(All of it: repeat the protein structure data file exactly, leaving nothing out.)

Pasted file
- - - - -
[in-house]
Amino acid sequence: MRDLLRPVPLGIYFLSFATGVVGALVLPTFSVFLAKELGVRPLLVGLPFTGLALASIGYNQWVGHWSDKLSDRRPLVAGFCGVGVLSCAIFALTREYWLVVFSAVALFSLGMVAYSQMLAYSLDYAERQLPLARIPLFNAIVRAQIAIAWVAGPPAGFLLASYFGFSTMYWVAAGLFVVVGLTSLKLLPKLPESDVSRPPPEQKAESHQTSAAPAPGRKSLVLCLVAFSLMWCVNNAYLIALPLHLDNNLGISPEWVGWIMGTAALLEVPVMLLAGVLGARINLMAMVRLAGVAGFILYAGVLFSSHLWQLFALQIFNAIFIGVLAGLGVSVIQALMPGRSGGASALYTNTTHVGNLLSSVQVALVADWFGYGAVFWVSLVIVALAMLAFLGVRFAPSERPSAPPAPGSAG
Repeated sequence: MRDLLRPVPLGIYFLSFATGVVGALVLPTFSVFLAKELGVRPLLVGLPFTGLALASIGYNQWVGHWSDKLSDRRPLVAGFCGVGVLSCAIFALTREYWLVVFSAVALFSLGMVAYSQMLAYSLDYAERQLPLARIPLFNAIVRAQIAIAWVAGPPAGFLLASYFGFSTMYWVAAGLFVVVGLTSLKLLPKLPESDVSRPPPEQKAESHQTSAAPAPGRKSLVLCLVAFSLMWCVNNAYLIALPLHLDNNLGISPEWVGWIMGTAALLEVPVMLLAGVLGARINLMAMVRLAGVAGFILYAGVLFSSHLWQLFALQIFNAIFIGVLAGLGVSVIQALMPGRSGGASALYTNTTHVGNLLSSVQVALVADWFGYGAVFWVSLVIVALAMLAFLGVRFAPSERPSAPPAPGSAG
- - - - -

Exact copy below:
[in-house]
Amino acid sequence: MRDLLRPVPLGIYFLSFATGVVGALVLPTFSVFLAKELGVRPLLVGLPFTGLALASIGYNQWVGHWSDKLSDRRPLVAGFCGVGVLSCAIFALTREYWLVVFSAVALFSLGMVAYSQMLAYSLDYAERQLPLARIPLFNAIVRAQIAIAWVAGPPAGFLLASYFGFSTMYWVAAGLFVVVGLTSLKLLPKLPESDVSRPPPEQKAESHQTSAAPAPGRKSLVLCLVAFSLMWCVNNAYLIALPLHLDNNLGISPEWVGWIMGTAALLEVPVMLLAGVLGARINLMAMVRLAGVAGFILYAGVLFSSHLWQLFALQIFNAIFIGVLAGLGVSVIQALMPGRSGGASALYTNTTHVGNLLSSVQVALVADWFGYGAVFWVSLVIVALAMLAFLGVRFAPSERPSAPPAPGSAG
Repeated sequence: MRDLLRPVPLGIYFLSFATGVVGALVLPTFSVFLAKELGVRPLLVGLPFTGLALASIGYNQWVGHWSDKLSDRRPLVAGFCGVGVLSCAIFALTREYWLVVFSAVALFSLGMVAYSQMLAYSLDYAERQLPLARIPLFNAIVRAQIAIAWVAGPPAGFLLASYFGFSTMYWVAAGLFVVVGLTSLKLLPKLPESDVSRPPPEQKAESHQTSAAPAPGRKSLVLCLVAFSLMWCVNNAYLIALPLHLDNNLGISPEWVGWIMGTAALLEVPVMLLAGVLGARINLMAMVRLAGVAGFILYAGVLFSSHLWQLFALQIFNAIFIGVLAGLGVSVIQALMPGRSGGASALYTNTTHVGNLLSSVQVALVADWFGYGAVFWVSLVIVALAMLAFLGVRFAPSERPSAPPAPGSAG